Join date: Mar 19, 2022

Investors have warmed to supermarket chains Kroger and Albertsons in the past year: Kroger stock is up 58%, to a recent $56, while Albertsons is up 92%, to $36. Their margins tend to widen in periods of inflation as they raise prices more than costs rise and consumers trade down to makanan khas jawa timur more-profitable private-label products.

Neither stock is expensive. Albertsons trades for 12 times projected earnings in its current fiscal year, and Kroger for 15 times.

The knock on them is that they are relatively high-cost retailers because of their heavily unionized workforces and over time they will be market-share losers to Walmart (WMT), Target (TGT), and Costco Wholesale (COST). Nonetheless, the companies have capitalized on convenience and data on shopper preferences to hold their own.

The war in Ukraine has turbocharged a bull market in grains because the country, once known as the breadbasket of the Soviet Union, has been a large exporter of both wheat and corn.

U.S. farmers are already profiting, with corn up over 35% in the past year to $7.43 a bushel. Wheat has been an even bigger winner, up more than 60% in the past 12 months, to $10.74 a bushel, after spiking to $14 after the Ukraine war began.

As farmers do well, so does Deere, the dominant maker of farm equipment. Its initiatives to help farmers improve yields, reduce fertilizer usage, and electrify its fleet are exciting investors, including those who follow environmental, social, and corporate governance, or ESG, principles.

“With its technology and its R&D spending, Deere is building a bigger moat around its business,” says Seth Weber, an analyst at Wells Fargo. “It takes the Deere narrative from how many tractors are you selling to what value you are adding for farmers.”

In addition to a strong U.S. farm economy, bullish factors include a relatively old tractor fleet in the U.S., where new combine harvesters can cost as much as $750,000.

Deere aims to get 10% of its sales from software-like recurring revenue by 2030. The shares trade at about $406, or 17 times projected 2022 earnings. Weber has an Overweight rating and a price target of $455 on the stock.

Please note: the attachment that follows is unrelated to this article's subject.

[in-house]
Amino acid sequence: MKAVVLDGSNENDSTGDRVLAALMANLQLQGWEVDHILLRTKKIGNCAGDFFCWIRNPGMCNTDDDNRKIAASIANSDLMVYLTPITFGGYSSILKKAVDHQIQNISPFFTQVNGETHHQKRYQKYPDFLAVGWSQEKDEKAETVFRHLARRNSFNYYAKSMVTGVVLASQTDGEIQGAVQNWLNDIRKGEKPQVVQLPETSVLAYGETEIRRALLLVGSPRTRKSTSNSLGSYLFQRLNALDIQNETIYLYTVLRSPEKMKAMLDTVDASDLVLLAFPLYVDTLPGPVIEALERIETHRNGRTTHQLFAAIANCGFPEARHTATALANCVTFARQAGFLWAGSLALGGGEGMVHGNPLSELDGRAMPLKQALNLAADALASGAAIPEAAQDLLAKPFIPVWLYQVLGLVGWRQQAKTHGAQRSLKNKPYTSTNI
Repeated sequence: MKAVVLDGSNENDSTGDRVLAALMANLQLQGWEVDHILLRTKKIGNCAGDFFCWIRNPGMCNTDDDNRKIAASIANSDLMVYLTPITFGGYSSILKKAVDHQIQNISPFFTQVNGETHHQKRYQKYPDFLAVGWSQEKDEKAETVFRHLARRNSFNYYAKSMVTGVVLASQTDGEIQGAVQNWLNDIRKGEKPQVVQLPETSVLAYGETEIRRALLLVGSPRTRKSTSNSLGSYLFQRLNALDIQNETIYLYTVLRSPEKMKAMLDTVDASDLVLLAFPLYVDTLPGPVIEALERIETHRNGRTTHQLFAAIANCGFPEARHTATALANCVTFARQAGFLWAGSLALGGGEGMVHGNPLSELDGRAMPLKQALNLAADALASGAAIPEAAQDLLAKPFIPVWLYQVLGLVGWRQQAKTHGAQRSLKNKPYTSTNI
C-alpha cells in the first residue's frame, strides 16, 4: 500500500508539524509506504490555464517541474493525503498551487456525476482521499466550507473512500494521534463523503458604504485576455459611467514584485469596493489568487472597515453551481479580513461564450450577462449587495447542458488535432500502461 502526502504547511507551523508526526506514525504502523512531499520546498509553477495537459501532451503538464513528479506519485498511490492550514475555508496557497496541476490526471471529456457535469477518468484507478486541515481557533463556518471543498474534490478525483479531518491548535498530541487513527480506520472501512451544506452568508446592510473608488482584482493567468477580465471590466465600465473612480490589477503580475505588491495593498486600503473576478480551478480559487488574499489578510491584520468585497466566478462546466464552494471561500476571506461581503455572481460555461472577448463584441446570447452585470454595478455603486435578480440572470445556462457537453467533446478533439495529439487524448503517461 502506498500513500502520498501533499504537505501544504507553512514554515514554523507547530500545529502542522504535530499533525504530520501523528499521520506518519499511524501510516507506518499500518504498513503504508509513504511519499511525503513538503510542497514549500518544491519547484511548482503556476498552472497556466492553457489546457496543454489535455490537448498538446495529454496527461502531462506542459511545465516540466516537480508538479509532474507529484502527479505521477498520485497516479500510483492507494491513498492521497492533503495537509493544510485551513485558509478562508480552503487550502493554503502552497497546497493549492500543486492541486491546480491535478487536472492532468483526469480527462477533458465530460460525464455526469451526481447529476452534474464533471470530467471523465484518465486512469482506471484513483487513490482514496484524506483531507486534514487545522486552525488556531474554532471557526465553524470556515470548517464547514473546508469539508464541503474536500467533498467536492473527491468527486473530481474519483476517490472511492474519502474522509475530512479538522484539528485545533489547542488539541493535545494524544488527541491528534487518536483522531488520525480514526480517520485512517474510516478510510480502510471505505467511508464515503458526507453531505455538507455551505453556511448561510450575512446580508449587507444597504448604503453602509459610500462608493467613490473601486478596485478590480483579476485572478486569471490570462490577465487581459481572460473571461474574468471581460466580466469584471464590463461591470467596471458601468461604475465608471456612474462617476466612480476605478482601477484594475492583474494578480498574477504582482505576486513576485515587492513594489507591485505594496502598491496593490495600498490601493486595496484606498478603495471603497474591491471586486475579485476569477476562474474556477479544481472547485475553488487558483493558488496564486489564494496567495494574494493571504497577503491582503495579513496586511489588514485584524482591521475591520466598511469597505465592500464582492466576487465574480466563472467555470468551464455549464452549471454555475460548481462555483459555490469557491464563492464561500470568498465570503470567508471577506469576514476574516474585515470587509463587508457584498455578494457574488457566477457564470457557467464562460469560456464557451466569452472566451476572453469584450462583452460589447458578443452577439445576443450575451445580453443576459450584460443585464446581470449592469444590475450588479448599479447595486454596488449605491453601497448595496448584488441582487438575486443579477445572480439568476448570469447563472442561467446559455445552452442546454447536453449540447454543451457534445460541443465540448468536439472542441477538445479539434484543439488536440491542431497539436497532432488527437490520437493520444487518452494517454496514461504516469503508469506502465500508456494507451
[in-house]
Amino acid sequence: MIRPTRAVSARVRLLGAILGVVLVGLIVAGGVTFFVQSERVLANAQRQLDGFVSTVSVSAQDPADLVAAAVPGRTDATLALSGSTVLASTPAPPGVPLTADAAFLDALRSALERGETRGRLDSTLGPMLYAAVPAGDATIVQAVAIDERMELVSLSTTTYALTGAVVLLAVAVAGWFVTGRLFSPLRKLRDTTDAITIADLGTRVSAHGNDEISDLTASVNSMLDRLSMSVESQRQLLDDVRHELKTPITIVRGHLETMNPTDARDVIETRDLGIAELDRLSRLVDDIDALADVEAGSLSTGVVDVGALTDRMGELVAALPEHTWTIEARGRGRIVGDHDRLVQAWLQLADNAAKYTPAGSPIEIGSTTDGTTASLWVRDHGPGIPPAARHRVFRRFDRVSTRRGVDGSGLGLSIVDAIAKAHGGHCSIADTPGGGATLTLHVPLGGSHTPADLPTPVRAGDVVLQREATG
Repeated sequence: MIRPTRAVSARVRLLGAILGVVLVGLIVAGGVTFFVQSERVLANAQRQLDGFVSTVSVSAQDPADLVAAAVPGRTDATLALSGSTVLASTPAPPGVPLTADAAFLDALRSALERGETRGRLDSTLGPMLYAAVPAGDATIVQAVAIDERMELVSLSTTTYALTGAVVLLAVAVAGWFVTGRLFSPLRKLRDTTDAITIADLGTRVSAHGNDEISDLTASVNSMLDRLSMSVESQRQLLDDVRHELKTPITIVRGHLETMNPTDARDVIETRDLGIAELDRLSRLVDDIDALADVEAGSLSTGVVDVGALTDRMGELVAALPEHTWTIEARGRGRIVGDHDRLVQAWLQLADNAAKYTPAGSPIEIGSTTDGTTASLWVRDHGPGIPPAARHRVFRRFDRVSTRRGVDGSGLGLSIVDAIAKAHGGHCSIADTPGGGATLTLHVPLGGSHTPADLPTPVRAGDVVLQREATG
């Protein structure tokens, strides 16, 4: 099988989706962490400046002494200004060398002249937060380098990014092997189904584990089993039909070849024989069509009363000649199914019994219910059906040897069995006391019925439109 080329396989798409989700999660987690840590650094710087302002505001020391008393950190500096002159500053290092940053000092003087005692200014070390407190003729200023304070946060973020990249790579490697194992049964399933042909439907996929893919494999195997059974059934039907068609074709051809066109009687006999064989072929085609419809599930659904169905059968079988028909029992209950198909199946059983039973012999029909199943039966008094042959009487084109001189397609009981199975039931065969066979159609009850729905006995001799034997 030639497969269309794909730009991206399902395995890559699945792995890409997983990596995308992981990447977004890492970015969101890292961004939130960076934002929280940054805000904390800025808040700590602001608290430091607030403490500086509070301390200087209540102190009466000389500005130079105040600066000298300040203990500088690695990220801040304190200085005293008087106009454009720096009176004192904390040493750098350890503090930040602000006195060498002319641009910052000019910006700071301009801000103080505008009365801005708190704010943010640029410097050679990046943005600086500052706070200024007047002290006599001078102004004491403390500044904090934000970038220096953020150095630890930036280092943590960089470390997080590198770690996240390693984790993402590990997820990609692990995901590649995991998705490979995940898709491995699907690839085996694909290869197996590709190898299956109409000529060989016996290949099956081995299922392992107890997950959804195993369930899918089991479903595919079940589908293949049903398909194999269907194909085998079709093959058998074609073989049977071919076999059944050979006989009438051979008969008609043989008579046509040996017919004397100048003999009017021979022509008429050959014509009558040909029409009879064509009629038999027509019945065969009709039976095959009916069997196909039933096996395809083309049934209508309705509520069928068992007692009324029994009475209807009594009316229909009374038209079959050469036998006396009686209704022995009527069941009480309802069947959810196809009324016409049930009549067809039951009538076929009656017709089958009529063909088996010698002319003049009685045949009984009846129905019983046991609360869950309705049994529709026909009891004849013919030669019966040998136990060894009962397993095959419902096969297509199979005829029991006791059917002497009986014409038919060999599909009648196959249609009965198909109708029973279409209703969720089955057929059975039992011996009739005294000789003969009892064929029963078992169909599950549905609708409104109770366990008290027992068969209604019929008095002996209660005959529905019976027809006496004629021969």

Agco has a 10th of the market value of Deere and is a pure play on farm equipment. Its shares, at about $132, trade at a big discount to Deere at 11 times projected 2022 earnings. Agco gets more than half of its sales in Europe, while Deere gets 50% in the U.S.

Weber is bullish on Agco, pointing to a new management team and what he calls a “self-help story.” Agco is also looking to monetize data from its equipment and sell it to farmers. He has an Overweight rating and a $175 price target on the stock.

Bunge is also a play on strong grain markets. Its crush margins on soybean and other oils tend to widen when grain prices are high and the grain in its elevators appreciates.

Volatile markets can also provide more opportunity for its trading business.

“There could be a lot more volatility and turmoil in grain markets in the next few months.”

— Sal Gilbertie, CEO of Teucrium

Bunge is Moskow’s favorite food play for “capitalizing on the inflationary environment.” The shares, at about $105, trade for 10 times projected 2022 earnings. He has an Outperform rating and a $115 price target on the stock.

Grains have historically been good diversifiers in portfolios, but there is more risk now. There is uncertainty about the outlook for Ukraine’s winter wheat crop, which is due to be harvested in a few months, and for the summer corn crop that is yet to be planted.

“There could be a lot more volatility and turmoil in grain markets in the next few months,” says Sal Gilbertie, CEO of Teucrium, which operates the exchange-traded funds Teucrium Wheat (WEAT) and Teucrium Corn (CORN), which allow investors to get exposure to grain without going to the futures market.

If there is a cease-fire in the Russia-Ukraine war, grain prices could fall. The U.S. crop this year will still be critical, given low global stockpiles.

There hasn’t been a major harvest shortfall in a decade in the Midwest grain belt, thanks to favorable weather. But if there are scorching temperatures slot gacor hari ini this summer, grain prices—and food generally—could be headed even higher.

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